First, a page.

Oscar Valdez (29-0, 23 KOs) defends his WBC super-featherweight title this Friday against former amateur rival and 2016 Olympic champion Robson Conceicao (16-0, 8 KOs). Valdez took the belt from Miguel Berchelt in February with a brilliant performance capped by a spectacular KO. Conceicao immediately turned pro after winning the gold medal in 2016 but his pro career has been slow to take off. Too slow, arguably, as he’s already 32.
His competition has been pretty underwhelming for someone of his amateur pedigree and he was the beneficiary of one the most egregious robberies of 2020 when he somehow got the decision over Luis Coria despite clearly losing most rounds, getting knocked down and deducted two points for low blows. He is skilled of course — you don’t win Olympic gold by accident — he’s bigger than Valdez and could outbox him on the outside but if Coria could get to him and hurt him, it is well within Valdez’ means to replicate it. It is now or never for Conceicao but I believe his window might have already passed.
There is some controversy surrounding this main event. Valdez tested positive for the banned stimulant phentermine. This was part of a pre-fight VADA drug test, and the WBC’s “Clean Boxing Program” uses VADA protocols. The WBC didn’t strip Valdez of his title and the commission where the fight is taking place is on a Native American reservation and not Arizona’s state commission. The Pascua Yaqui Tribe Athletic Commission uses WADA guidelines, which prohibits stimulants in-competition but not out-of-competition.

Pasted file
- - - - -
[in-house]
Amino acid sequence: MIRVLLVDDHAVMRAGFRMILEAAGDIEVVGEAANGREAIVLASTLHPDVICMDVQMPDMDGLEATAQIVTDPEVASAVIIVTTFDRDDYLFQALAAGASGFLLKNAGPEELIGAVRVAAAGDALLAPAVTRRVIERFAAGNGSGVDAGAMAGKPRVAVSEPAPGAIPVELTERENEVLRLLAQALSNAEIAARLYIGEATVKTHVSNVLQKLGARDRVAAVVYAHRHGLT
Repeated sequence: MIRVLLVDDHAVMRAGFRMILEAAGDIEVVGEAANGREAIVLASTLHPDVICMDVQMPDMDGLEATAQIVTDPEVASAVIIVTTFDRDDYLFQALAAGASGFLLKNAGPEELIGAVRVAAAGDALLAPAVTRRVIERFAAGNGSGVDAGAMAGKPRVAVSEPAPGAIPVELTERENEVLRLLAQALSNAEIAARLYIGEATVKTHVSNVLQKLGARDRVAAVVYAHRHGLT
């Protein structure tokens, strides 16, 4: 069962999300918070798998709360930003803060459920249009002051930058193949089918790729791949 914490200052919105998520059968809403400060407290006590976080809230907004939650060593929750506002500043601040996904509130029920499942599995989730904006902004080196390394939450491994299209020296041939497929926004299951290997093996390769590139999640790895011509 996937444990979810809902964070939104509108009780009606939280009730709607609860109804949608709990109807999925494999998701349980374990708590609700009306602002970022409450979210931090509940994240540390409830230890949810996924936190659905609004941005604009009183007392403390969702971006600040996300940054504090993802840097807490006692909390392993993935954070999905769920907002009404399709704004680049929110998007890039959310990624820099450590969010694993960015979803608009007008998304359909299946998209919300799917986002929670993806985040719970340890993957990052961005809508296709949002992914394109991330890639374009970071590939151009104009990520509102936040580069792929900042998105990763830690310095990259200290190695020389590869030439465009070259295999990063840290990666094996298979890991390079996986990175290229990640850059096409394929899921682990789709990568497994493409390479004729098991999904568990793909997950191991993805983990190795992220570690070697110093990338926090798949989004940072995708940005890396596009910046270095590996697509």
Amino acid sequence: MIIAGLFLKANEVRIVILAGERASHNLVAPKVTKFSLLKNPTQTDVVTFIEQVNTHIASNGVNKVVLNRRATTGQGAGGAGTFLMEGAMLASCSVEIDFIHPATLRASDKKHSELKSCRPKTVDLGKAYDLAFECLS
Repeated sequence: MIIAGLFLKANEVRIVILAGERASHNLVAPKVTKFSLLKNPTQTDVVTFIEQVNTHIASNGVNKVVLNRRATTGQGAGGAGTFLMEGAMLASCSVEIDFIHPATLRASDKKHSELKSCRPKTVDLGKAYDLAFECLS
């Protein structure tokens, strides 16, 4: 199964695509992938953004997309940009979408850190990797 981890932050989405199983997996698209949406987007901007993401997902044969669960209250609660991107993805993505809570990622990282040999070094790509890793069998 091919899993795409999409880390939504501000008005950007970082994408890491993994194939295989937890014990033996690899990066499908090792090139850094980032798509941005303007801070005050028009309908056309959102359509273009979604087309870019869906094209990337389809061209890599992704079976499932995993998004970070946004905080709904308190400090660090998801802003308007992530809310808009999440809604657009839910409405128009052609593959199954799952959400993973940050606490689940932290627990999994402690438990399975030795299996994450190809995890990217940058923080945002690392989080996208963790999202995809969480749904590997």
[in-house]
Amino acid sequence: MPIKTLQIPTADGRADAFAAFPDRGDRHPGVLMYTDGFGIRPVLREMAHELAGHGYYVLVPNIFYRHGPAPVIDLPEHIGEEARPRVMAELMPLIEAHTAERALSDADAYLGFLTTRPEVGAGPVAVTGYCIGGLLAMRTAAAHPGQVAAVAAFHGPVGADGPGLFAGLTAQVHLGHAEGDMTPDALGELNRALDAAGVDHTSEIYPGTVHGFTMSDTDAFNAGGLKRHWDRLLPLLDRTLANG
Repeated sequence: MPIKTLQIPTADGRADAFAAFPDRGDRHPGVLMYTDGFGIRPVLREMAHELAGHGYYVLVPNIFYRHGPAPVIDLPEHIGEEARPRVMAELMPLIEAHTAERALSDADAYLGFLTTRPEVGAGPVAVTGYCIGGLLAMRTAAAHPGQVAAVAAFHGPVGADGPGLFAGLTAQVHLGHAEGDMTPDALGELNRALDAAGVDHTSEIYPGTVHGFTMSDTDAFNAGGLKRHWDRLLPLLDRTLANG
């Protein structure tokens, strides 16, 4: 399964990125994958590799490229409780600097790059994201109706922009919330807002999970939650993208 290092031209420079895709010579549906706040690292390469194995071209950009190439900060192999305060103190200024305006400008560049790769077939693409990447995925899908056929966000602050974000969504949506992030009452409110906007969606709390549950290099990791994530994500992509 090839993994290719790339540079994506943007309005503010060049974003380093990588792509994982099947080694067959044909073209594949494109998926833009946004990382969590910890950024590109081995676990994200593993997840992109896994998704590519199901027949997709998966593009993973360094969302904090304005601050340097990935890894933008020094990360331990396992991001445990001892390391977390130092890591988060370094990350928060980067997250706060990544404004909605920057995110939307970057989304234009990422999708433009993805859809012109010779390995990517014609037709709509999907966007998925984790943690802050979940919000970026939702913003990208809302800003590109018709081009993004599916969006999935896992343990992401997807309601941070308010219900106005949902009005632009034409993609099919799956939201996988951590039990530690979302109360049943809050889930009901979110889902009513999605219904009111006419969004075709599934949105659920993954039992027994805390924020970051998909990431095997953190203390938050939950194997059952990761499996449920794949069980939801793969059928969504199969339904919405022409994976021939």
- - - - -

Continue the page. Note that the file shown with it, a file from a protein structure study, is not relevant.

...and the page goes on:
Valdez denies being a dirty fighter, although the outrage over letting him compete has been very noticeable within boxing circles.
The card has a really good co-main event with the US debut of WBO flyweight champion Junto Nakatani (21-0, 16 KOs). Nakatani won the vacant belt in November against Giemel Magramo. Nakatani dismantled the Filipino and stopped him in eight. He is a tall southpaw, and though that is a type you would typically associate with an outside fighting style, Junto does his best work on the inside. He’s got brilliant strike selection and is very adept at finding and exploiting openings in an opponent’s guard. Though like most Japanese fighters, offense is the main focus of his style, he’s sound defensively and has very good head movement.
His opponent for his first defense is former WBO light flyweight champion Angel Acosta (22-2, 21 KOs). After a failed first title shot against Kosei Tanaka, Acosta won the vacant belt in his next fight by KO and defended it three times in the same fashion. He lost the belt to Elwin Soto by (arguably early) stoppage in the 12th round of a fight he was ahead in. Like Nakatani, Acosta is an offensively minded inside fighter, thought his offense and defense are not as refined as Nakatani’s and he relies on his high workrate and knock out power to overwhelm his opposition. Nakatani’s defensive edge and more subtle strike selection make him the pick for me but most of all, this should be a tremendous action fight and reveal Nakatani, who has the potential to follow Naoya Inoue’s footsteps, to a worldwide audience.
Gabriel Flores Jr (20-0, 7 KOs), an excellent 21 year old super featherweight prospect will open the card against Luis Alberto Lopez Vargas (22-2, 12 KOs). Flores is coming off of a stoppage win over veteran Jayson Velez and looks likely to feature in the title picture at 130 in the next few years.
Valdez vs Conceicao airs on ESPN+ at 5:30pm ET / 2:30pm PT on Friday, September 10th. Main card action begins at 10pm ET/7pm PT.